When to buy a switch?
A switch isn't necessary for every network. A decision to buy a switch is influenced by two factors: to improve network performance and to run high-speed bandwidth heavy applications like multimedia.

To enhance performance: A switch will improve performance for any file servers or workstations connected directly to it. Small network can use a switch instead of a hub to give workstations maximum speed. If a network is large, it should have at least one switch in every high-traffic workgroup. As a general rule, try to get every file server, critical workstations, and print server connected directly to a switch.

To run high-speed applications: When a network will be using high-speed applications like multimedia or video generally speaking, every workstation and file server that will be using multimedia or video should be connected to a switch to avoid transmission delays.

Anywhere a 10/100 Fast Ethernet hub is required small workgroups and large network alike will benefit more from using a 10/100 switch to maximize performance over a mere 10/100 hub alone.

Types of switches
Switches can be classified according to the way they forward data packets or the manner in which they handle network traffic.

Store and Forward switches
Store-and-forward switches, take an entirely different approach. Instead of the faster send-it-as-soon-as-you-can rule used by cut-through devices, store-and-forward devices wait until the entire packet is received by the switch, only then sending it on to its destination.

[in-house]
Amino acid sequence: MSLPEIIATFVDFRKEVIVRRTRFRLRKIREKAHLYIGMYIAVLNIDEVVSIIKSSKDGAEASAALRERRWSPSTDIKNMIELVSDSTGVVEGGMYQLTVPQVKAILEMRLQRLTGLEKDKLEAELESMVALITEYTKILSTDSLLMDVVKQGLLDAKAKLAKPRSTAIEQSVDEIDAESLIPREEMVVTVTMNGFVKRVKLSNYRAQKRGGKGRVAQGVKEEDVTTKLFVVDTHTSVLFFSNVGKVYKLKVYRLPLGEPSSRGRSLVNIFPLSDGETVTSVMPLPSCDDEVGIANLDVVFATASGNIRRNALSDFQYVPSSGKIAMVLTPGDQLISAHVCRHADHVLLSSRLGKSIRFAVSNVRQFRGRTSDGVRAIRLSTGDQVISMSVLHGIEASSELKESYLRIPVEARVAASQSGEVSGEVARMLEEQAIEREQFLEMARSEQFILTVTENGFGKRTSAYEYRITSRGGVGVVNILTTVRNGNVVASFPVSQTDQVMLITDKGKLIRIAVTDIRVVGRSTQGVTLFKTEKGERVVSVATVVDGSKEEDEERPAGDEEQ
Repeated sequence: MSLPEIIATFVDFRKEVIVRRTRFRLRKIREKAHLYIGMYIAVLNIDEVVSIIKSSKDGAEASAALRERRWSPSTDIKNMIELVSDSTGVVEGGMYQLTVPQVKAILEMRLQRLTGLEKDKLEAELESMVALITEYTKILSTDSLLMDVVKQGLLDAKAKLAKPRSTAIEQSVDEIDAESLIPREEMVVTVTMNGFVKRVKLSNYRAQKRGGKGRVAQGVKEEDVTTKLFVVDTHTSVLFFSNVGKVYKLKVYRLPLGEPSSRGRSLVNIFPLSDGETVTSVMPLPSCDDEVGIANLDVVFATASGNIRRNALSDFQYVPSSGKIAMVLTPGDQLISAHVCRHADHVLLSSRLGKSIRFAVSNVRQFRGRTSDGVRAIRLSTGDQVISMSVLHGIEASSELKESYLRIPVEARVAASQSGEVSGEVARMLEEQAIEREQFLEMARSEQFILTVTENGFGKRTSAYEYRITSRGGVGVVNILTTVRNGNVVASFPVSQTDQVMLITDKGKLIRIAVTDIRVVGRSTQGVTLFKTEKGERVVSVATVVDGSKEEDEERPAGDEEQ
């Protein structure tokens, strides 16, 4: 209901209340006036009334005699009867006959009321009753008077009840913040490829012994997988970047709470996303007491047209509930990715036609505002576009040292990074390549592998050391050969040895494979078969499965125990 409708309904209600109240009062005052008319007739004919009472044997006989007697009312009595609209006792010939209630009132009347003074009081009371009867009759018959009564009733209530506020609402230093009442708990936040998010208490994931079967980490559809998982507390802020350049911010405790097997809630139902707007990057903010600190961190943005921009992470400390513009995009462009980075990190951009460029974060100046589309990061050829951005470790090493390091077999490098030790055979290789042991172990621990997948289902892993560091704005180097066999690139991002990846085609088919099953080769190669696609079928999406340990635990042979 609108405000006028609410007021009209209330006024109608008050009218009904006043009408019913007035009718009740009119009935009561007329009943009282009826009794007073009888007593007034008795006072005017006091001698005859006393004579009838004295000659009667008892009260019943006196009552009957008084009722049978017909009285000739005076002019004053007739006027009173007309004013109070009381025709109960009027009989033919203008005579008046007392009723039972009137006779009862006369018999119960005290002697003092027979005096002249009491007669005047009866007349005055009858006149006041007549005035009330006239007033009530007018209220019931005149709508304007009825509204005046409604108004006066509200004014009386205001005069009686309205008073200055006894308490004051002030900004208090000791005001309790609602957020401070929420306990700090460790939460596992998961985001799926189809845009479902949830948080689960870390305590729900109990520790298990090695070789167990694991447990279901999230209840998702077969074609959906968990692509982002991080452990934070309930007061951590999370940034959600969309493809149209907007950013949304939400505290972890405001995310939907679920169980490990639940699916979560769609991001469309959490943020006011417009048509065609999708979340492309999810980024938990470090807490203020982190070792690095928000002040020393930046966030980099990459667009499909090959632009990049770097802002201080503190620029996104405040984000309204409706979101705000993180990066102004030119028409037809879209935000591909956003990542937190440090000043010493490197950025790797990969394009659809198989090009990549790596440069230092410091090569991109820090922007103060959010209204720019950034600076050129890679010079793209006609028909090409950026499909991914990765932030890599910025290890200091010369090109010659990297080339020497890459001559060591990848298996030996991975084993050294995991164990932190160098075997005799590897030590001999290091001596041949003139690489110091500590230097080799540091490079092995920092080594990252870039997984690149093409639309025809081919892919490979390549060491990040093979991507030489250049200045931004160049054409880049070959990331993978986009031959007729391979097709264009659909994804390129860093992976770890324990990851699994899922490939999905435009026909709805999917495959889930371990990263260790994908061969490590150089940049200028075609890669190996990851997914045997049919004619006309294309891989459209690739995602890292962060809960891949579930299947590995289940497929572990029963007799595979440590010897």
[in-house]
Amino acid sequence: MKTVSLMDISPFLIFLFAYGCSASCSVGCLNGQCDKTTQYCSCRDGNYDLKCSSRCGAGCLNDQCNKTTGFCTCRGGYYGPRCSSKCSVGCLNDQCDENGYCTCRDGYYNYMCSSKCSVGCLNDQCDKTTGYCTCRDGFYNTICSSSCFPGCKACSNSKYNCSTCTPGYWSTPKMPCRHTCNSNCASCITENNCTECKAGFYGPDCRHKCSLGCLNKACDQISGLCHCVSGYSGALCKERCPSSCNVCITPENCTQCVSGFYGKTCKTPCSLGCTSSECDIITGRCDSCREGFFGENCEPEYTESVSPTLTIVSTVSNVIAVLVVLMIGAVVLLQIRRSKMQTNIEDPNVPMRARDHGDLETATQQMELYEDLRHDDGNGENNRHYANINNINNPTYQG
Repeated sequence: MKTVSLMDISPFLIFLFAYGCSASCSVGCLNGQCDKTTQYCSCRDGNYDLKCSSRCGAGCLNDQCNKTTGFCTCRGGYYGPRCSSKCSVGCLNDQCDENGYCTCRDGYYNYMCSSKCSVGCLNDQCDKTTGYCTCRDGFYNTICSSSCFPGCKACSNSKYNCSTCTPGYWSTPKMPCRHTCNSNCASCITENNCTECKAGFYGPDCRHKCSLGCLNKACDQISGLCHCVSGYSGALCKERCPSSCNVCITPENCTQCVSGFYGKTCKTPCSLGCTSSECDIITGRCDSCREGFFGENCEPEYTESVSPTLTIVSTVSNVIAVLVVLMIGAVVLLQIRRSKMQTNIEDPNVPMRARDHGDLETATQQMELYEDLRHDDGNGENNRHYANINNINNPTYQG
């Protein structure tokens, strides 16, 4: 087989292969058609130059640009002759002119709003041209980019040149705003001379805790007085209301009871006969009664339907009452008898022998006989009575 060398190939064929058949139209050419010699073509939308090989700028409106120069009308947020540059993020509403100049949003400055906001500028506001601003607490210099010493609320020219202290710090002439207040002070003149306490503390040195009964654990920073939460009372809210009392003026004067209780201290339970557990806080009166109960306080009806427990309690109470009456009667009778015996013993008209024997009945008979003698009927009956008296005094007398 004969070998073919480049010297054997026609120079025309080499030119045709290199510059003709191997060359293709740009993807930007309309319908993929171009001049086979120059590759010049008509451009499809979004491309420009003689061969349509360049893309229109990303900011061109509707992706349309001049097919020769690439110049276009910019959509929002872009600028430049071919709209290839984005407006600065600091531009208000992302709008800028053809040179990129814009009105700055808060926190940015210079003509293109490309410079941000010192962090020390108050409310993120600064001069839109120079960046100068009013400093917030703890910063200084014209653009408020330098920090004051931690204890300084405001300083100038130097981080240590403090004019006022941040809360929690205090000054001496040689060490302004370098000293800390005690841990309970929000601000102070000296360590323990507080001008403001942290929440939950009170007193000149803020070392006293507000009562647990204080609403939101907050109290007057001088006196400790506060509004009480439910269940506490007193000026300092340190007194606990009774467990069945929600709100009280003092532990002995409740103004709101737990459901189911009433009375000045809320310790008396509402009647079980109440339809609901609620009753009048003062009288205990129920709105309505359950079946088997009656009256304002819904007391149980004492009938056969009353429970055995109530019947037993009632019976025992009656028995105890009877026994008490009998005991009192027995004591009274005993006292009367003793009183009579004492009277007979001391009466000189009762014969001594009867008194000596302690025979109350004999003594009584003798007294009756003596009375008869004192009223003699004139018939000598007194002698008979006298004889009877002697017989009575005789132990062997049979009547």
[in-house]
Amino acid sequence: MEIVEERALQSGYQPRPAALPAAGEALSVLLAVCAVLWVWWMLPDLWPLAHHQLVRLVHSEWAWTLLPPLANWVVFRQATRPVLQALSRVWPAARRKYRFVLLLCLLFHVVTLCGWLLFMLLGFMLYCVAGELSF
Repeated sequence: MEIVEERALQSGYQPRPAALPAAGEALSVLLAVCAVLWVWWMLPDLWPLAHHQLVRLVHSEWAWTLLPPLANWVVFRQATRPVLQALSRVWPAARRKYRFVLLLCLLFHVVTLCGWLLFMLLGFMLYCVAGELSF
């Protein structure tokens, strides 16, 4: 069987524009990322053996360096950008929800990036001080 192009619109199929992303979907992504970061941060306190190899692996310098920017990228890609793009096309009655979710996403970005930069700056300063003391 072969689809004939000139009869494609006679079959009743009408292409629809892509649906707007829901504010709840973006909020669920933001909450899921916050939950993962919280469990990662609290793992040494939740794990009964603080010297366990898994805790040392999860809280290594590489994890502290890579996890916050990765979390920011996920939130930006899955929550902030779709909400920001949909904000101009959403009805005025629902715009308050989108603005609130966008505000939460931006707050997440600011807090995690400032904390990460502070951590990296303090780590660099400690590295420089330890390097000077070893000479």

Dynamic switches
Dynamic switches not only forward packets to their proper destination, but also maintain a table that associates individual nodes with the specific ports to which they are connected. This information is updated each time a particular machine transmits data across the network, allows the switch to quickly direct frames across the proper segments, rather than across all segments on the switch.

Segment switches
Segment switches can handle the traffic from an entire network segment on each port, allowing you to connect a higher number of workstations or segments with fewer switches/physical ports. The aspect behind segment switches is that they are also capable of handling a single workstation on each port (in essence, a segment with one node).

Port switches
Port switches are designed to accommodate a single device on each physical port. However, implementing a port-switching solution demands a good deal of capital for additional wiring (cable runs are needed from each device directly to the switch) and enough switches to provide the requisite number of physical ports.

Features to look for in a switch

  • 16 or 24-Ports switches should run at 10/100 Full Duplex and have an auto sensing capability
  • Should be perfect for running 10BaseT, 100BaseTX and 100BaseFX hardware seamlessly
  • Data flow control should be able to filter out faulty data packets
  • Must be capable of advanced store-and-forward data packet switching

Mahesh Rathod can be reached at rathodmp@hotmail.com